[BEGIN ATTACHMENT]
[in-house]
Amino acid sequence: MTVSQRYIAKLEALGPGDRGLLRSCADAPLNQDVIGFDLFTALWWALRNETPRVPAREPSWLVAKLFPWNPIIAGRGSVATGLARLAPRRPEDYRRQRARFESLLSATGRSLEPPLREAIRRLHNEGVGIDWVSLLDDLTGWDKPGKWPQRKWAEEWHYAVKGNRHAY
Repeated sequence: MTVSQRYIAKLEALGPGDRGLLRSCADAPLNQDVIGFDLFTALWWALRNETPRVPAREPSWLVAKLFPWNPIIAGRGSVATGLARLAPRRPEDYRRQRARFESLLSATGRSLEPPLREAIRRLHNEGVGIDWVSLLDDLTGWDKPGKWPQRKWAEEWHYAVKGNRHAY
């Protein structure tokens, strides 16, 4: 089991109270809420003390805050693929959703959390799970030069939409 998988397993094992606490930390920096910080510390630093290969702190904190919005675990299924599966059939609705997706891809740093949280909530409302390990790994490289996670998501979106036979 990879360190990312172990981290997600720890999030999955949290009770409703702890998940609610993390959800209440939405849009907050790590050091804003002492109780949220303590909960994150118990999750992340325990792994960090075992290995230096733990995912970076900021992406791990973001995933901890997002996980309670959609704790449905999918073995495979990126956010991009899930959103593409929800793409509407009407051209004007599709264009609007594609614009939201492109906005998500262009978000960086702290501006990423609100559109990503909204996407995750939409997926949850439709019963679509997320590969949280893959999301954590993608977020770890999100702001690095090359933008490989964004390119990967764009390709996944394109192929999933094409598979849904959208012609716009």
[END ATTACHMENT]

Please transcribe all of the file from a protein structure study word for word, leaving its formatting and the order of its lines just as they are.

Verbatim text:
[in-house]
Amino acid sequence: MTVSQRYIAKLEALGPGDRGLLRSCADAPLNQDVIGFDLFTALWWALRNETPRVPAREPSWLVAKLFPWNPIIAGRGSVATGLARLAPRRPEDYRRQRARFESLLSATGRSLEPPLREAIRRLHNEGVGIDWVSLLDDLTGWDKPGKWPQRKWAEEWHYAVKGNRHAY
Repeated sequence: MTVSQRYIAKLEALGPGDRGLLRSCADAPLNQDVIGFDLFTALWWALRNETPRVPAREPSWLVAKLFPWNPIIAGRGSVATGLARLAPRRPEDYRRQRARFESLLSATGRSLEPPLREAIRRLHNEGVGIDWVSLLDDLTGWDKPGKWPQRKWAEEWHYAVKGNRHAY
């Protein structure tokens, strides 16, 4: 089991109270809420003390805050693929959703959390799970030069939409 998988397993094992606490930390920096910080510390630093290969702190904190919005675990299924599966059939609705997706891809740093949280909530409302390990790994490289996670998501979106036979 990879360190990312172990981290997600720890999030999955949290009770409703702890998940609610993390959800209440939405849009907050790590050091804003002492109780949220303590909960994150118990999750992340325990792994960090075992290995230096733990995912970076900021992406791990973001995933901890997002996980309670959609704790449905999918073995495979990126956010991009899930959103593409929800793409509407009407051209004007599709264009609007594609614009939201492109906005998500262009978000960086702290501006990423609100559109990503909204996407995750939409997926949850439709019963679509997320590969949280893959999301954590993608977020770890999100702001690095090359933008490989964004390119990967764009390709996944394109192929999933094409598979849904959208012609716009």